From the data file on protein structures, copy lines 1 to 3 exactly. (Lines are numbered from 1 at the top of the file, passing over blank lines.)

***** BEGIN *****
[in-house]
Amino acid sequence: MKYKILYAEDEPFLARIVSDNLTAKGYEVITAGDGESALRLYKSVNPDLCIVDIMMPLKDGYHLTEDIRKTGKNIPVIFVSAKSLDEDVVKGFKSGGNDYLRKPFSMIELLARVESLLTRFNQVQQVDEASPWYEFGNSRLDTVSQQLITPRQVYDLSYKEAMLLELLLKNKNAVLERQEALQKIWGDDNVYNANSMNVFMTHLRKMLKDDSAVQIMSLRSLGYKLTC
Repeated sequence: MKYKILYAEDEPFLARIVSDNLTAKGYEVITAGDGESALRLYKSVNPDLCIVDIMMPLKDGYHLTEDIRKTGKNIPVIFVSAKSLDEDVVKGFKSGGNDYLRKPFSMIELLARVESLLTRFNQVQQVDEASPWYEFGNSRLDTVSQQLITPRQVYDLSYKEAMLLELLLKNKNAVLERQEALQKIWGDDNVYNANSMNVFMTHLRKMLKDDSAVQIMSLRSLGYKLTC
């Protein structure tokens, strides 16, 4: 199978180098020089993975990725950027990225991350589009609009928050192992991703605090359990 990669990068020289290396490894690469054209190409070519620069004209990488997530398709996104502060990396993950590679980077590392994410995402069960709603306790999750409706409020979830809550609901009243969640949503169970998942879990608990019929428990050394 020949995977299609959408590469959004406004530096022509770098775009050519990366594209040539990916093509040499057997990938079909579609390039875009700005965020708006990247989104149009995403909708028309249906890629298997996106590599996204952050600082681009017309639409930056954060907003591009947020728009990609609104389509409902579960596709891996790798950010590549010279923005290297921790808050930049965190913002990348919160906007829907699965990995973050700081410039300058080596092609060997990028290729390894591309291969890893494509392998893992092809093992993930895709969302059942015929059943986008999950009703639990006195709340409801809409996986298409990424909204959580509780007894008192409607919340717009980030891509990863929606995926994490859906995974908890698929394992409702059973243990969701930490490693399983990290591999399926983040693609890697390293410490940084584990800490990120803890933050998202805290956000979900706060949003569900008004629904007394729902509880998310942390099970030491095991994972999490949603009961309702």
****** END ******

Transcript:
[in-house]
Amino acid sequence: MKYKILYAEDEPFLARIVSDNLTAKGYEVITAGDGESALRLYKSVNPDLCIVDIMMPLKDGYHLTEDIRKTGKNIPVIFVSAKSLDEDVVKGFKSGGNDYLRKPFSMIELLARVESLLTRFNQVQQVDEASPWYEFGNSRLDTVSQQLITPRQVYDLSYKEAMLLELLLKNKNAVLERQEALQKIWGDDNVYNANSMNVFMTHLRKMLKDDSAVQIMSLRSLGYKLTC
Repeated sequence: MKYKILYAEDEPFLARIVSDNLTAKGYEVITAGDGESALRLYKSVNPDLCIVDIMMPLKDGYHLTEDIRKTGKNIPVIFVSAKSLDEDVVKGFKSGGNDYLRKPFSMIELLARVESLLTRFNQVQQVDEASPWYEFGNSRLDTVSQQLITPRQVYDLSYKEAMLLELLLKNKNAVLERQEALQKIWGDDNVYNANSMNVFMTHLRKMLKDDSAVQIMSLRSLGYKLTC